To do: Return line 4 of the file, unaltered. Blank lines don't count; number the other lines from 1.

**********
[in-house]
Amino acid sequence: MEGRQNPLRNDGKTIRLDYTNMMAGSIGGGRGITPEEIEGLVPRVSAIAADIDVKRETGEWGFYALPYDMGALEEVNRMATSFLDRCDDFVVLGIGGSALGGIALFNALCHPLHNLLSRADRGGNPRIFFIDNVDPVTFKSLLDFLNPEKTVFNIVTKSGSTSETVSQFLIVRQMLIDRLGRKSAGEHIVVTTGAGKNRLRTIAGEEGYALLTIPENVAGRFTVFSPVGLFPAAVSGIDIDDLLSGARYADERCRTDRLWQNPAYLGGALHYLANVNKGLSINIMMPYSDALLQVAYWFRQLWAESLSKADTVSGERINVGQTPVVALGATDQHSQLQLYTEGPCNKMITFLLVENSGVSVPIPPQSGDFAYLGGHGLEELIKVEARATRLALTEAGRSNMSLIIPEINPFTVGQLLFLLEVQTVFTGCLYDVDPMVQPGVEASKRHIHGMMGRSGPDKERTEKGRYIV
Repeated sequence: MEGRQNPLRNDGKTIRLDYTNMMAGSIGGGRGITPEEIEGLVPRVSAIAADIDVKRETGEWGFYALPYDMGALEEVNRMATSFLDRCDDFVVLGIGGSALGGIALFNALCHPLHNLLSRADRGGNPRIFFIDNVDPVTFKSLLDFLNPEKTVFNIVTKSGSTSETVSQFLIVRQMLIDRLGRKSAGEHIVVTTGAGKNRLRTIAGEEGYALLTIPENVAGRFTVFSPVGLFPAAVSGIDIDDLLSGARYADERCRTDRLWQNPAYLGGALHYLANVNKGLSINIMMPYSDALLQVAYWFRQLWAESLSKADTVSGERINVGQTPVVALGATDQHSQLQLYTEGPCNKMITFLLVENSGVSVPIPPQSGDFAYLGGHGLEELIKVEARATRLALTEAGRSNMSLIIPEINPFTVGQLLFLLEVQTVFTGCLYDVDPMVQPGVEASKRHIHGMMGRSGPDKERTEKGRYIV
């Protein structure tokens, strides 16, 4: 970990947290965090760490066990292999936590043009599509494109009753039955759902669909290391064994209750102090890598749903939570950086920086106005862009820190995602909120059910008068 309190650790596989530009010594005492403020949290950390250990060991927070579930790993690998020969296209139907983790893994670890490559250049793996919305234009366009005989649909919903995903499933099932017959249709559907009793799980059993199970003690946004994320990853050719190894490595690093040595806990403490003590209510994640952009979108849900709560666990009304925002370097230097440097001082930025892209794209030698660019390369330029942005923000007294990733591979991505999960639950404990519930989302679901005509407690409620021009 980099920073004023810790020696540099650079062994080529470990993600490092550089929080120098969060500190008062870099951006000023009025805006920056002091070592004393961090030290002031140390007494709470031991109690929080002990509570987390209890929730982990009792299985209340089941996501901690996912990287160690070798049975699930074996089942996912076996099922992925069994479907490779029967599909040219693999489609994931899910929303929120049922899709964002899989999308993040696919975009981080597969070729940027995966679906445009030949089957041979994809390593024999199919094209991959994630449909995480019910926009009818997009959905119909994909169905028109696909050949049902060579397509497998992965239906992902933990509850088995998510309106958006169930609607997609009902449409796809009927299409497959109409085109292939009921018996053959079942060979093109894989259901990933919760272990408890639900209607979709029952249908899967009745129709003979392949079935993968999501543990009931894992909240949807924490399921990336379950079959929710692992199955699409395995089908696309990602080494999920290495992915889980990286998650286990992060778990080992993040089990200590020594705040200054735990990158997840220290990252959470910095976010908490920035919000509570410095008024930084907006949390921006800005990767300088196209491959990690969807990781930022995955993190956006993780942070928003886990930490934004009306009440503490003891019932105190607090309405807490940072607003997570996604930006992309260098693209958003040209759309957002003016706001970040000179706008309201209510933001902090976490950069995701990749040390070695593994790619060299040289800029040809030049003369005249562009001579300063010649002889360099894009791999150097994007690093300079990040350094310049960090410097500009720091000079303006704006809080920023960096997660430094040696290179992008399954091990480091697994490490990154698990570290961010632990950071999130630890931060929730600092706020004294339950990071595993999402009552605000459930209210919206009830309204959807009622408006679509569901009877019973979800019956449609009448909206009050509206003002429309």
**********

């Protein structure tokens, strides 16, 4: 970990947290965090760490066990292999936590043009599509494109009753039955759902669909290391064994209750102090890598749903939570950086920086106005862009820190995602909120059910008068 309190650790596989530009010594005492403020949290950390250990060991927070579930790993690998020969296209139907983790893994670890490559250049793996919305234009366009005989649909919903995903499933099932017959249709559907009793799980059993199970003690946004994320990853050719190894490595690093040595806990403490003590209510994640952009979108849900709560666990009304925002370097230097440097001082930025892209794209030698660019390369330029942005923000007294990733591979991505999960639950404990519930989302679901005509407690409620021009 980099920073004023810790020696540099650079062994080529470990993600490092550089929080120098969060500190008062870099951006000023009025805006920056002091070592004393961090030290002031140390007494709470031991109690929080002990509570987390209890929730982990009792299985209340089941996501901690996912990287160690070798049975699930074996089942996912076996099922992925069994479907490779029967599909040219693999489609994931899910929303929120049922899709964002899989999308993040696919975009981080597969070729940027995966679906445009030949089957041979994809390593024999199919094209991959994630449909995480019910926009009818997009959905119909994909169905028109696909050949049902060579397509497998992965239906992902933990509850088995998510309106958006169930609607997609009902449409796809009927299409497959109409085109292939009921018996053959079942060979093109894989259901990933919760272990408890639900209607979709029952249908899967009745129709003979392949079935993968999501543990009931894992909240949807924490399921990336379950079959929710692992199955699409395995089908696309990602080494999920290495992915889980990286998650286990992060778990080992993040089990200590020594705040200054735990990158997840220290990252959470910095976010908490920035919000509570410095008024930084907006949390921006800005990767300088196209491959990690969807990781930022995955993190956006993780942070928003886990930490934004009306009440503490003891019932105190607090309405807490940072607003997570996604930006992309260098693209958003040209759309957002003016706001970040000179706008309201209510933001902090976490950069995701990749040390070695593994790619060299040289800029040809030049003369005249562009001579300063010649002889360099894009791999150097994007690093300079990040350094310049960090410097500009720091000079303006704006809080920023960096997660430094040696290179992008399954091990480091697994490490990154698990570290961010632990950071999130630890931060929730600092706020004294339950990071595993999402009552605000459930209210919206009830309204959807009622408006679509569901009877019973979800019956449609009448909206009050509206003002429309």